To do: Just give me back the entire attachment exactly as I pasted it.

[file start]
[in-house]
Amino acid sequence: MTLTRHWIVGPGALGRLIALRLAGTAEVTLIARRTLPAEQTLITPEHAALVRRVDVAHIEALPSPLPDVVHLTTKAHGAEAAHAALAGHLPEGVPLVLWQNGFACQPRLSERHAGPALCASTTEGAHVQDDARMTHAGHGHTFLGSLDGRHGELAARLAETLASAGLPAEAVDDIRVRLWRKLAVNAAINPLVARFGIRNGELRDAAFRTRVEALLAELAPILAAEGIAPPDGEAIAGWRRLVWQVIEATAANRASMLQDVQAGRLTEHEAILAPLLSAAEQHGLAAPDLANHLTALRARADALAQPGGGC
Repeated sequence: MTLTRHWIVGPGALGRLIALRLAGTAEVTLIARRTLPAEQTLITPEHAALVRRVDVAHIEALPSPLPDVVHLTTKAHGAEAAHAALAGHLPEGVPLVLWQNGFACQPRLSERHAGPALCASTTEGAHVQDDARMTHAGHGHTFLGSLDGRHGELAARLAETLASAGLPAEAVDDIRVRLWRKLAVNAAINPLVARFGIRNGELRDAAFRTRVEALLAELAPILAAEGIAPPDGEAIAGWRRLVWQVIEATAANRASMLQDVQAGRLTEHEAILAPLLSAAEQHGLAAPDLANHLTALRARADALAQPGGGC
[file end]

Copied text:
[in-house]
Amino acid sequence: MTLTRHWIVGPGALGRLIALRLAGTAEVTLIARRTLPAEQTLITPEHAALVRRVDVAHIEALPSPLPDVVHLTTKAHGAEAAHAALAGHLPEGVPLVLWQNGFACQPRLSERHAGPALCASTTEGAHVQDDARMTHAGHGHTFLGSLDGRHGELAARLAETLASAGLPAEAVDDIRVRLWRKLAVNAAINPLVARFGIRNGELRDAAFRTRVEALLAELAPILAAEGIAPPDGEAIAGWRRLVWQVIEATAANRASMLQDVQAGRLTEHEAILAPLLSAAEQHGLAAPDLANHLTALRARADALAQPGGGC
Repeated sequence: MTLTRHWIVGPGALGRLIALRLAGTAEVTLIARRTLPAEQTLITPEHAALVRRVDVAHIEALPSPLPDVVHLTTKAHGAEAAHAALAGHLPEGVPLVLWQNGFACQPRLSERHAGPALCASTTEGAHVQDDARMTHAGHGHTFLGSLDGRHGELAARLAETLASAGLPAEAVDDIRVRLWRKLAVNAAINPLVARFGIRNGELRDAAFRTRVEALLAELAPILAAEGIAPPDGEAIAGWRRLVWQVIEATAANRASMLQDVQAGRLTEHEAILAPLLSAAEQHGLAAPDLANHLTALRARADALAQPGGGC